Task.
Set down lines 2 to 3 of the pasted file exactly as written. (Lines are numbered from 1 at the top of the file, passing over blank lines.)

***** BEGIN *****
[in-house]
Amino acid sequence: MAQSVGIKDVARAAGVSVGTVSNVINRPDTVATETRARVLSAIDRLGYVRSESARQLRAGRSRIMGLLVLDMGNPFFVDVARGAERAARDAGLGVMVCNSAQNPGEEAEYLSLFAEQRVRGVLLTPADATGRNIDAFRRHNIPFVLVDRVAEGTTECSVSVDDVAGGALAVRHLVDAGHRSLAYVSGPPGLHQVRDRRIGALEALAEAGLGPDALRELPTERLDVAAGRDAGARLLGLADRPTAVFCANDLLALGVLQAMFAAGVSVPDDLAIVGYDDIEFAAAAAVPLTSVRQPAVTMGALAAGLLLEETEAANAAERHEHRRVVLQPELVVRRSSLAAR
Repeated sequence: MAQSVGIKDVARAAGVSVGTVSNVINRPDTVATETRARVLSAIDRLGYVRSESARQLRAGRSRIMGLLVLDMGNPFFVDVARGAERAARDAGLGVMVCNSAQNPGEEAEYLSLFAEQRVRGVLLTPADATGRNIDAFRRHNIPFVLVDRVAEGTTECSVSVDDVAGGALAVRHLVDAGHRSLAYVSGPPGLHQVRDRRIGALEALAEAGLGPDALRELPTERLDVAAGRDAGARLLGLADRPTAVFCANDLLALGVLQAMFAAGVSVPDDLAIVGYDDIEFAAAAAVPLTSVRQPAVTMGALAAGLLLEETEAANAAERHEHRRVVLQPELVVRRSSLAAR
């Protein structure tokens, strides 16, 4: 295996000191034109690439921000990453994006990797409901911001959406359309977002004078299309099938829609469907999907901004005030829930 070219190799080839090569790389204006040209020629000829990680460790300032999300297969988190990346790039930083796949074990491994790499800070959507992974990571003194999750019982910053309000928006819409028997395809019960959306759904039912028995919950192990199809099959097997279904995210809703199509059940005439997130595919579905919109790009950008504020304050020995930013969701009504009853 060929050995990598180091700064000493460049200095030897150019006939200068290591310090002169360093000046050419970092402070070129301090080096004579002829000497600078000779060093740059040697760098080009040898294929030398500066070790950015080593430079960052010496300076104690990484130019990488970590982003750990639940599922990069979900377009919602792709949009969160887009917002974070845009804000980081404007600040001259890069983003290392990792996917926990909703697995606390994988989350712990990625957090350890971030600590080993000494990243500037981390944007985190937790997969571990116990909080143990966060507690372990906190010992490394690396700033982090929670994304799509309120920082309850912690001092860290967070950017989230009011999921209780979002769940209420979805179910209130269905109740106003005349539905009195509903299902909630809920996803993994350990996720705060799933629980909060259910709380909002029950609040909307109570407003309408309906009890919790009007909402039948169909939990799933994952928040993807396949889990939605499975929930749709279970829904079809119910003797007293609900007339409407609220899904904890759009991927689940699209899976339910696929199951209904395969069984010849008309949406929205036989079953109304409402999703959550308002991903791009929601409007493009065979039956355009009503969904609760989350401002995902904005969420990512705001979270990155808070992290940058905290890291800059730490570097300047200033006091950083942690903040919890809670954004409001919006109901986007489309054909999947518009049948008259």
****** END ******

Amino acid sequence: MAQSVGIKDVARAAGVSVGTVSNVINRPDTVATETRARVLSAIDRLGYVRSESARQLRAGRSRIMGLLVLDMGNPFFVDVARGAERAARDAGLGVMVCNSAQNPGEEAEYLSLFAEQRVRGVLLTPADATGRNIDAFRRHNIPFVLVDRVAEGTTECSVSVDDVAGGALAVRHLVDAGHRSLAYVSGPPGLHQVRDRRIGALEALAEAGLGPDALRELPTERLDVAAGRDAGARLLGLADRPTAVFCANDLLALGVLQAMFAAGVSVPDDLAIVGYDDIEFAAAAAVPLTSVRQPAVTMGALAAGLLLEETEAANAAERHEHRRVVLQPELVVRRSSLAAR
Repeated sequence: MAQSVGIKDVARAAGVSVGTVSNVINRPDTVATETRARVLSAIDRLGYVRSESARQLRAGRSRIMGLLVLDMGNPFFVDVARGAERAARDAGLGVMVCNSAQNPGEEAEYLSLFAEQRVRGVLLTPADATGRNIDAFRRHNIPFVLVDRVAEGTTECSVSVDDVAGGALAVRHLVDAGHRSLAYVSGPPGLHQVRDRRIGALEALAEAGLGPDALRELPTERLDVAAGRDAGARLLGLADRPTAVFCANDLLALGVLQAMFAAGVSVPDDLAIVGYDDIEFAAAAAVPLTSVRQPAVTMGALAAGLLLEETEAANAAERHEHRRVVLQPELVVRRSSLAAR